BOSTON (FOX 25 / MyFoxBoston.com) – Former head of the Massachusetts Highway Safety Division Sheila Burgess has resigned from state government amid fallout regarding her less than desirable driving record.
SHEILA BURGESS' LETTER OF RESIGNATION
Burgess penned a resignation letter to Public Safety Secretary Mary Beth Heffernan citing her health as the reason she is walking away from her $87,000 position. Her resignation is effective Dec. 31.
Burgess had been on medical leave since she suffered a head injury in an August crash. She told police she swerved off the road to avoid an oncoming vehicle and wasn't cited. She came under scrutiny earlier this week after it was reported that her driving record included seven accidents, four speeding violations and one failure to wear a seat belt ticket.
The Boston Globe reported Sunday that Burgess had 34 entries on her driving record since 1982. The status of her driver's license status was "nonrenewable" until Nov. 1 for failure to pay local excise taxes.
Gov. Deval Patrick said that he would look into giving Burgess another position if she were to return because she was not bad at her job; however, he added that her initial hiring for the highway safety director position was a mistake.
After hearing of Burgess' resignation, the governor released a statement on Wednesday saying:
"We have made great effort to make sure our administration is staffed with committed, qualified, and dedicated professions. That is overwhelmingly the case, and I am proud to work with so many talented people. However, we don't always get it right. And when we don't we fix it. While Ms. Burgess has had success in securing millions of dollars in federal funding for Massachusetts and her office has received positive reviews from federal agencies, given her driving background, it was a mistake to hire her for this position. Her resignation will allow her to focus on her health and allow the department to move forward with its mission."
Burgess reportedly had no driving issues between the date of her hiring and the Aug. 24 accident.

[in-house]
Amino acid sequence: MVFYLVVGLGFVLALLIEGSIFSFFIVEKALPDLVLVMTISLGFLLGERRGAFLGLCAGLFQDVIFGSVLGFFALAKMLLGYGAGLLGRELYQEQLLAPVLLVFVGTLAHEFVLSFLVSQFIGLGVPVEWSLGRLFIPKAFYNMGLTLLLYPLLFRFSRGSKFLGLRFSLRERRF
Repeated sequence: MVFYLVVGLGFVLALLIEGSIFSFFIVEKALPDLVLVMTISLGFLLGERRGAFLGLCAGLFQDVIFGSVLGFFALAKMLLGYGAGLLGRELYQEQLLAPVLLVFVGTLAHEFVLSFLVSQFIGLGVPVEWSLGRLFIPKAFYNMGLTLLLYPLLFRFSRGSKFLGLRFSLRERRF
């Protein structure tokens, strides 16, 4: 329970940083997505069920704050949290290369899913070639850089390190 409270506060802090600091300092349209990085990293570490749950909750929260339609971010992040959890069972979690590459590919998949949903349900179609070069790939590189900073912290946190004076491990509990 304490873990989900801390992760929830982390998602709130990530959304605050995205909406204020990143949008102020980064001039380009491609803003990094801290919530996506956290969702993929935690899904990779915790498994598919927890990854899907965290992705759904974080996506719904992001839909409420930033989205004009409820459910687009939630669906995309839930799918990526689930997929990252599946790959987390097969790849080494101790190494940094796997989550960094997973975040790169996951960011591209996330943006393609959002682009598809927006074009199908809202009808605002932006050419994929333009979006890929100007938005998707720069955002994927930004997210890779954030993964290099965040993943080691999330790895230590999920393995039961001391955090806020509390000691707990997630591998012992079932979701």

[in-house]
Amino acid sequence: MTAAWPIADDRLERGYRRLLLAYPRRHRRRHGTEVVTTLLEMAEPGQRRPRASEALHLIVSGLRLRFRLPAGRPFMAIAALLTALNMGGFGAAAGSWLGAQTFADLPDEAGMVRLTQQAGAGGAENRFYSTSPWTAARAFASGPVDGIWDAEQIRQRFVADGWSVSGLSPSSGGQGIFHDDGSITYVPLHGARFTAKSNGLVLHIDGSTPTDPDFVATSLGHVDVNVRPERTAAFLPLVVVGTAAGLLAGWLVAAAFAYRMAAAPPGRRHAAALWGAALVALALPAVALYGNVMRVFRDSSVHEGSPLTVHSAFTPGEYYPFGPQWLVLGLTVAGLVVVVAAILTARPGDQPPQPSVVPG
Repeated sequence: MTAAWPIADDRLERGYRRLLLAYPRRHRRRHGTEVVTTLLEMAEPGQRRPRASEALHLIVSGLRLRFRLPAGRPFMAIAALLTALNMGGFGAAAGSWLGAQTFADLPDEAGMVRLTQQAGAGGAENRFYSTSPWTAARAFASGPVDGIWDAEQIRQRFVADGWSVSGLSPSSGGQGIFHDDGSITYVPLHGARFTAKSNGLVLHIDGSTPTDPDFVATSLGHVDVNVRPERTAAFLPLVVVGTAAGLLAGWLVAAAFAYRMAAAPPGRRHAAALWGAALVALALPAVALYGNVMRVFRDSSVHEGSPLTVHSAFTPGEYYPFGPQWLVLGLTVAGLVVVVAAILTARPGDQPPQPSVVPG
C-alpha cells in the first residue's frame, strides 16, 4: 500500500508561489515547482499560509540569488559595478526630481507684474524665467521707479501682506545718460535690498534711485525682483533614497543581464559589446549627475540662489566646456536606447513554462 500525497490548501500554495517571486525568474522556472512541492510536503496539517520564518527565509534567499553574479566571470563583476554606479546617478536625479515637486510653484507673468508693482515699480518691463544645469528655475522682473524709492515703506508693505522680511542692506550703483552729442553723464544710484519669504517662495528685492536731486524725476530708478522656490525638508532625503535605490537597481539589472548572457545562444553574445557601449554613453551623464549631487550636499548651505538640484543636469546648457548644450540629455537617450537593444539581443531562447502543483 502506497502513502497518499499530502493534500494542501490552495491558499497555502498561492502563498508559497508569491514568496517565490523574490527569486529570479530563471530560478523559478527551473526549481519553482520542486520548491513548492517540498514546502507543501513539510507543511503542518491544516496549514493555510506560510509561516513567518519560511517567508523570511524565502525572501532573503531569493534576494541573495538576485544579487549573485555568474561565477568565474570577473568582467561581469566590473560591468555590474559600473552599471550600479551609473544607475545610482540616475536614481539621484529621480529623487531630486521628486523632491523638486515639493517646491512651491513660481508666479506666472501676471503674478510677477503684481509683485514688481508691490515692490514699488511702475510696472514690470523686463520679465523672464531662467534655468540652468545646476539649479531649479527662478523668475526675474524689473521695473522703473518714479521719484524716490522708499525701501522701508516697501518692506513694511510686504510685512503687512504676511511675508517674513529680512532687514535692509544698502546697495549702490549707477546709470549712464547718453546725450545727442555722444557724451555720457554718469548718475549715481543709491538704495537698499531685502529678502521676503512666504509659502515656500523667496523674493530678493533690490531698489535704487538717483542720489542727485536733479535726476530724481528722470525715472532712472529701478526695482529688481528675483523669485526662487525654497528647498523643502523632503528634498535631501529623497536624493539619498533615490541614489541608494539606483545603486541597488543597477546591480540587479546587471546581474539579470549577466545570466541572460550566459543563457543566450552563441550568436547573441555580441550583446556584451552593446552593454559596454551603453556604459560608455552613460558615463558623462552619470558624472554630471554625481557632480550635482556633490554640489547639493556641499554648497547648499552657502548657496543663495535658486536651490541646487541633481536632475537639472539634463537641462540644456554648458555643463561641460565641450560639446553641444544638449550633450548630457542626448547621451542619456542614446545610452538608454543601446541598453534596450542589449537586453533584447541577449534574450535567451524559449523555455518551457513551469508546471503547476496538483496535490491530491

Heffernan reiterated the governor's sentiments calling Burgess a solid and dependable employee, but she now has recognized that Burgess could not expect the public's trust.
It is unclear who gave Burgess the position; however, U.S. Rep. James McGovern did recommend her, but not for any particular position.
Burgess had no background in public safety, transportation or government administration when she was appointed highway safety director in July 2007. She had worked for two decades in Democratic Party politics as a paid consultant and congressional aide, raising money and advising political candidates.
FOX 25 reached out to Burgess, but have not yet heard back.
Burgess' letter to Heffernan read:
"It has been my pleasure to serve this Administration over the past five years. However, at this time I feel my health must be my first priority, therefore please be advised I will resign my employment with Executive Office Public Safety and Security, effective December 31, 2012."
Heffernen also released a statement:
"Today, State Highway Safety Director Shelia Burgess offered her resignation. I have accepted it. She should not have been hired for the position and while she has been a solid and dependable employee, she recognized, and I agree, that she could not expect the public's trust if she were to continue in the position. We wish Ms. Burgess a full recovery and will now turn our attention to moving the Highway Safety Division forward."
SHEILA BURGESS' LETTER OF RESIGNATION
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Mass. Highway Safety Director resigns amid driving record fallout
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